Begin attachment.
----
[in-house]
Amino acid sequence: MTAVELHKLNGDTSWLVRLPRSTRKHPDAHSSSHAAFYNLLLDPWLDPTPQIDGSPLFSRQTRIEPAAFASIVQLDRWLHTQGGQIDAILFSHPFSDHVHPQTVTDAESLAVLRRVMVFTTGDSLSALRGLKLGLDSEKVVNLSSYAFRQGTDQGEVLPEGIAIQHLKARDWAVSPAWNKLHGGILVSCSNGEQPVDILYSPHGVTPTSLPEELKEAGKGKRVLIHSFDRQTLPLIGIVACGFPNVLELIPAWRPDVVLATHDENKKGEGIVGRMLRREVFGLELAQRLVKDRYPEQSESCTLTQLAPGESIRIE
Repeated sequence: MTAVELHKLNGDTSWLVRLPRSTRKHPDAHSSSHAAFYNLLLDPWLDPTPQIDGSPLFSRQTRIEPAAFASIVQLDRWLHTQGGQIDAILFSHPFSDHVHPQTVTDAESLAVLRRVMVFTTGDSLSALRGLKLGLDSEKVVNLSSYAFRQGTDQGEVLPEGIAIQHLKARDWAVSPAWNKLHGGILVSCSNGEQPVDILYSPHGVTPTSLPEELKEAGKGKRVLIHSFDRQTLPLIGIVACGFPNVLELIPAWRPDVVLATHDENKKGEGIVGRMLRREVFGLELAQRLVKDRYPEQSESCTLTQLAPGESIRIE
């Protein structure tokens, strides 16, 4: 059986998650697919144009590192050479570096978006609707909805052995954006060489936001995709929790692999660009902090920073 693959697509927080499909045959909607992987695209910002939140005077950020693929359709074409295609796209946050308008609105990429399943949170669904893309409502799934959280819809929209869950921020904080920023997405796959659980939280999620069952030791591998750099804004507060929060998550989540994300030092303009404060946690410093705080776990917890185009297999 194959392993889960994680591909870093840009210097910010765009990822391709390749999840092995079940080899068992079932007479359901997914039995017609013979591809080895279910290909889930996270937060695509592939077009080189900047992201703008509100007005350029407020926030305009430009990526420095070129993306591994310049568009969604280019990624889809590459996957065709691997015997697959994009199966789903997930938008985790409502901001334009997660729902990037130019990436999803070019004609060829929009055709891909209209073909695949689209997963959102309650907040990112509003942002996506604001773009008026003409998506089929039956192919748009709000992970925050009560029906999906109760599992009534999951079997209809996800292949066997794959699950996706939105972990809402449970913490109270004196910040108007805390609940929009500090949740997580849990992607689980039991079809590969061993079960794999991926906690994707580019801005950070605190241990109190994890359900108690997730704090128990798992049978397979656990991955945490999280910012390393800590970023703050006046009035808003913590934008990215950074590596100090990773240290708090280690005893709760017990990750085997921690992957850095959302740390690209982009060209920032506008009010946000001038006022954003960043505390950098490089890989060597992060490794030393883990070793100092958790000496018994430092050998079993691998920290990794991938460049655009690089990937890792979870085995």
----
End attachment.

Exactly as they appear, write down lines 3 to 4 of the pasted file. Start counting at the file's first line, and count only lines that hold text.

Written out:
Repeated sequence: MTAVELHKLNGDTSWLVRLPRSTRKHPDAHSSSHAAFYNLLLDPWLDPTPQIDGSPLFSRQTRIEPAAFASIVQLDRWLHTQGGQIDAILFSHPFSDHVHPQTVTDAESLAVLRRVMVFTTGDSLSALRGLKLGLDSEKVVNLSSYAFRQGTDQGEVLPEGIAIQHLKARDWAVSPAWNKLHGGILVSCSNGEQPVDILYSPHGVTPTSLPEELKEAGKGKRVLIHSFDRQTLPLIGIVACGFPNVLELIPAWRPDVVLATHDENKKGEGIVGRMLRREVFGLELAQRLVKDRYPEQSESCTLTQLAPGESIRIE
């Protein structure tokens, strides 16, 4: 059986998650697919144009590192050479570096978006609707909805052995954006060489936001995709929790692999660009902090920073 693959697509927080499909045959909607992987695209910002939140005077950020693929359709074409295609796209946050308008609105990429399943949170669904893309409502799934959280819809929209869950921020904080920023997405796959659980939280999620069952030791591998750099804004507060929060998550989540994300030092303009404060946690410093705080776990917890185009297999 194959392993889960994680591909870093840009210097910010765009990822391709390749999840092995079940080899068992079932007479359901997914039995017609013979591809080895279910290909889930996270937060695509592939077009080189900047992201703008509100007005350029407020926030305009430009990526420095070129993306591994310049568009969604280019990624889809590459996957065709691997015997697959994009199966789903997930938008985790409502901001334009997660729902990037130019990436999803070019004609060829929009055709891909209209073909695949689209997963959102309650907040990112509003942002996506604001773009008026003409998506089929039956192919748009709000992970925050009560029906999906109760599992009534999951079997209809996800292949066997794959699950996706939105972990809402449970913490109270004196910040108007805390609940929009500090949740997580849990992607689980039991079809590969061993079960794999991926906690994707580019801005950070605190241990109190994890359900108690997730704090128990798992049978397979656990991955945490999280910012390393800590970023703050006046009035808003913590934008990215950074590596100090990773240290708090280690005893709760017990990750085997921690992957850095959302740390690209982009060209920032506008009010946000001038006022954003960043505390950098490089890989060597992060490794030393883990070793100092958790000496018994430092050998079993691998920290990794991938460049655009690089990937890792979870085995």